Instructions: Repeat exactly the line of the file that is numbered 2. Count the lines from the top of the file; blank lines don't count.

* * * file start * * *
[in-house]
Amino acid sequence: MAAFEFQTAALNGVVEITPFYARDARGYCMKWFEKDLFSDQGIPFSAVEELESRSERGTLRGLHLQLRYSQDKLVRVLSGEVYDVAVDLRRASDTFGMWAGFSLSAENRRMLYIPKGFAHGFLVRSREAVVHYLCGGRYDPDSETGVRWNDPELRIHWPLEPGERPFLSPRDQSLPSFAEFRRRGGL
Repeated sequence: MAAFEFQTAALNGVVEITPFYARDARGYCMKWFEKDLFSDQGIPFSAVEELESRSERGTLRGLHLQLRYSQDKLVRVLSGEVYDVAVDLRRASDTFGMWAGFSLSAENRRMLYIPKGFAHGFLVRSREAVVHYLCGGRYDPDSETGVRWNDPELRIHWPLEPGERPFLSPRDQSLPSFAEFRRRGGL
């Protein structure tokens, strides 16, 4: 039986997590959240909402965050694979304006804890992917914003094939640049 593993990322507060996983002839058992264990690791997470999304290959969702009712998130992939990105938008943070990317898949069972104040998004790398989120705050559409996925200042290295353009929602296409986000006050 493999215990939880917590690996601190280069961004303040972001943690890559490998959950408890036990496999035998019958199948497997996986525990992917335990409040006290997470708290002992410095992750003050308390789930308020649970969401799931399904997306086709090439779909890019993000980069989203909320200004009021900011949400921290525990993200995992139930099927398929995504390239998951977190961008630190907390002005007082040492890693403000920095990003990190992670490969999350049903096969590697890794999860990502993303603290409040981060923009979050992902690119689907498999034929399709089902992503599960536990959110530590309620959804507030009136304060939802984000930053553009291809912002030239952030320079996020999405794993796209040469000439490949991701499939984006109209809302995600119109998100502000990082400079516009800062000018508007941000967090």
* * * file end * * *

Amino acid sequence: MAAFEFQTAALNGVVEITPFYARDARGYCMKWFEKDLFSDQGIPFSAVEELESRSERGTLRGLHLQLRYSQDKLVRVLSGEVYDVAVDLRRASDTFGMWAGFSLSAENRRMLYIPKGFAHGFLVRSREAVVHYLCGGRYDPDSETGVRWNDPELRIHWPLEPGERPFLSPRDQSLPSFAEFRRRGGL